Noise control a sound innovation for Sensear
Thursday, August 14, 2008/
Breakthrough technology, that allows human voice to be heard while filtering out industrial din, has put Justin Miller’s business Sensear within earshot of cornering a huge market. By TIM TREADGOLD
By Tim Treadgold
Breakthrough technology, that allows human voice to be heard while filtering out industrial din, has put Justin Miller’s business Sensear within earshot of cornering a huge market.
Back in 2005, Justin Miller was working as a consultant at Curtin University and the University of Western Australia and “looking for the next big thing”.
It was an arduous process, which basically involved trawling through the research projects and seeing what might be commercialised. But eventually he stumbled on a bit of technology that formed the basis for Sensear, the company that he now runs.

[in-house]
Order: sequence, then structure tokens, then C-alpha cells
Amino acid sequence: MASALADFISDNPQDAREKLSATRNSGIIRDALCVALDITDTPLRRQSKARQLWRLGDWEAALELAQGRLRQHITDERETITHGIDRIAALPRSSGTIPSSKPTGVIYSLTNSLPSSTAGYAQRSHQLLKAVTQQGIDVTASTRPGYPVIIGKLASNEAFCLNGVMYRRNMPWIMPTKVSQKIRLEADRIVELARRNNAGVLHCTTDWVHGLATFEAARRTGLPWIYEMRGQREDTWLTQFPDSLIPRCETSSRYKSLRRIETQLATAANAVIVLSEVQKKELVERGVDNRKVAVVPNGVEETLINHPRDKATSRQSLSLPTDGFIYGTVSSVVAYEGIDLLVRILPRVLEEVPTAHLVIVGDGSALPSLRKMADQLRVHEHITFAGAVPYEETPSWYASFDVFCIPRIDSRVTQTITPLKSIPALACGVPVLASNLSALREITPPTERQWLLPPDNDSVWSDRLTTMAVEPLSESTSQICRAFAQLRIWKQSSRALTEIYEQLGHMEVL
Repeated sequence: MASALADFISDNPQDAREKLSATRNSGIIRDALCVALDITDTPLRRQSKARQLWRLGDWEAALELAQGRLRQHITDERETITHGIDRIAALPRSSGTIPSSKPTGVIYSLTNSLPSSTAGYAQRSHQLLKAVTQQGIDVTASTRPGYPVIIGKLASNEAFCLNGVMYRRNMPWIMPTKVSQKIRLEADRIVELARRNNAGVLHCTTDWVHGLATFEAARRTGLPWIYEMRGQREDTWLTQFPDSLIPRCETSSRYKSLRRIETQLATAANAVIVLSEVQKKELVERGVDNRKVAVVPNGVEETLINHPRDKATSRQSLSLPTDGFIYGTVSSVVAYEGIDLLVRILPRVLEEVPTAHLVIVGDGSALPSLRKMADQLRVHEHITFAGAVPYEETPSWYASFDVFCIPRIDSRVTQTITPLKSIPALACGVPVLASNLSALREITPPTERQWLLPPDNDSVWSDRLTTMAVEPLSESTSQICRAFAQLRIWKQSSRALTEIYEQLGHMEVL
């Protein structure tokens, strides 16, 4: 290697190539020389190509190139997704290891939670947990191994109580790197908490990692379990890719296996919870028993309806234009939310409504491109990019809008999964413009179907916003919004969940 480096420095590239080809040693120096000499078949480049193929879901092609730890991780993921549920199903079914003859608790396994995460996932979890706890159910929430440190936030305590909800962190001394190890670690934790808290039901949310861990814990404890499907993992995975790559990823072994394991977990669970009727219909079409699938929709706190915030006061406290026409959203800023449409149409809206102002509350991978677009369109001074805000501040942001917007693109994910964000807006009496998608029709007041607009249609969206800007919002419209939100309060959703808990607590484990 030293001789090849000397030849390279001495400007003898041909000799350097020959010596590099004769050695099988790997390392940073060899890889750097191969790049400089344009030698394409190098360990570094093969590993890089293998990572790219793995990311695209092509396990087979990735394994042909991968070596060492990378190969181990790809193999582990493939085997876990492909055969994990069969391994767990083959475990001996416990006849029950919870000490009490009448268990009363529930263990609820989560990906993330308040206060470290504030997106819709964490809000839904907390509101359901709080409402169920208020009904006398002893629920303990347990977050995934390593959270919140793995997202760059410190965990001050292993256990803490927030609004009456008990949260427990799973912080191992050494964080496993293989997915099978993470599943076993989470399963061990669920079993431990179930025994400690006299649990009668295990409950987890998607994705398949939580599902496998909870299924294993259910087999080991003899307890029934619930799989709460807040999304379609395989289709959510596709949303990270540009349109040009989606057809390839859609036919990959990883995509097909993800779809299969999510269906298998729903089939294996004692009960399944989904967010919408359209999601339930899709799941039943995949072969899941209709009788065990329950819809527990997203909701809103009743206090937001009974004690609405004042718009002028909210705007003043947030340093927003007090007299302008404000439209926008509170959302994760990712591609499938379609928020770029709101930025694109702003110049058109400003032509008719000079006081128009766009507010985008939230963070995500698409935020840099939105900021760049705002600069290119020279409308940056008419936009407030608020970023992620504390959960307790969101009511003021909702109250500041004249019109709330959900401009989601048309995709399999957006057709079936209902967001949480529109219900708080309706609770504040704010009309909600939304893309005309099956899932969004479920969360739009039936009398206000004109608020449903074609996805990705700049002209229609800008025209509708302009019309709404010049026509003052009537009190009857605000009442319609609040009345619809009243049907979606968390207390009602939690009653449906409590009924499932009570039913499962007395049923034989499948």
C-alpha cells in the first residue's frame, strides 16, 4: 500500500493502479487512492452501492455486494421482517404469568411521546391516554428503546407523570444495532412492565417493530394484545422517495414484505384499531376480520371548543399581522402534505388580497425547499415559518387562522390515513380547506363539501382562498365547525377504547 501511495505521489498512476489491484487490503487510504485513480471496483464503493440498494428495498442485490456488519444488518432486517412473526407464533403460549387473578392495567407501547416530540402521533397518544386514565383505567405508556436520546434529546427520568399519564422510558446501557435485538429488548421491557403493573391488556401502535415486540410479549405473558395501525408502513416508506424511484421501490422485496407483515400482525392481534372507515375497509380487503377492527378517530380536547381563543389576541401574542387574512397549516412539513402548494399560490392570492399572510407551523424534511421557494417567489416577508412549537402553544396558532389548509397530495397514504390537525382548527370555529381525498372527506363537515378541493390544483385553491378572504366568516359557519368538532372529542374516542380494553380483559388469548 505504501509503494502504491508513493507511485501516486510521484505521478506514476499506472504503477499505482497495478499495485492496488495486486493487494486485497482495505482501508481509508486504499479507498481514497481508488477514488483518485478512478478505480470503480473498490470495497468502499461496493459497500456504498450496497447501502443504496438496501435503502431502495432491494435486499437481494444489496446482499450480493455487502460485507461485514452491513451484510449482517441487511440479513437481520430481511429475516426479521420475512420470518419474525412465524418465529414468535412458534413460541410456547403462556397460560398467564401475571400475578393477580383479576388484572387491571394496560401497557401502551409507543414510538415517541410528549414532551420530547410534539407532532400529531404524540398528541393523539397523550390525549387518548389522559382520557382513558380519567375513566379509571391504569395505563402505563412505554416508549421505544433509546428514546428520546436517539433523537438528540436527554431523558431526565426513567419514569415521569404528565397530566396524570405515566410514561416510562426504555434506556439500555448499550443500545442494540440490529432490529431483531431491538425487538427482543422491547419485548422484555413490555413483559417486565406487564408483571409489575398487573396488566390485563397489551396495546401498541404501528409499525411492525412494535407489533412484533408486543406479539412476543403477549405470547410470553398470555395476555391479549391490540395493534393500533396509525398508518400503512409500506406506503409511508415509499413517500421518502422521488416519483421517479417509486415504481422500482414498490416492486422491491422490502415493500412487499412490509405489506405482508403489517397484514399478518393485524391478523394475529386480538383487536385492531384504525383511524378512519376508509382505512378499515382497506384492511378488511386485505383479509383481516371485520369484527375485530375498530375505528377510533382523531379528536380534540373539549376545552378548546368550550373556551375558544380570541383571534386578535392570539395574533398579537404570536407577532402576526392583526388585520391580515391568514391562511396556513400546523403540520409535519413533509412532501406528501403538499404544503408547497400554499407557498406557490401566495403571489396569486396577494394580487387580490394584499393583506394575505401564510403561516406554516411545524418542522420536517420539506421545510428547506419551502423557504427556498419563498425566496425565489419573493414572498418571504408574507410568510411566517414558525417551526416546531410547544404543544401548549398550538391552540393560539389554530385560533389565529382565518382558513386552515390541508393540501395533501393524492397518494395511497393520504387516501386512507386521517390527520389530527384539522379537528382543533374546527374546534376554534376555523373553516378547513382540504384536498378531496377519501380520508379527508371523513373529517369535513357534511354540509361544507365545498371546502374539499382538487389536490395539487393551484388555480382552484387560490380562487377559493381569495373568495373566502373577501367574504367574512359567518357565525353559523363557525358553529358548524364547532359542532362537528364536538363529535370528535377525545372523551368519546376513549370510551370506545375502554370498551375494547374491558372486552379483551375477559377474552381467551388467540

Noise deadening headphones are a big hit with frequent flyers, but they do have one serious drawback. They block out all noise, including speech. Allowing human voices through, while eliminating background noise, is the holy grail of hearing protection devices.
Sensear tackles noise from a different direction to conventional headphones, such as those invented by the leading US sound technology firm Bose and used in its Quiet Comfort headphones. Rather than start with blocking as the primary aim, Sensear starts by first seeking out human voices and then suppressing background noise.
It was a brilliant piece of technology, but there was one problem. The first device, according to Miller, was “the size of a fridge”.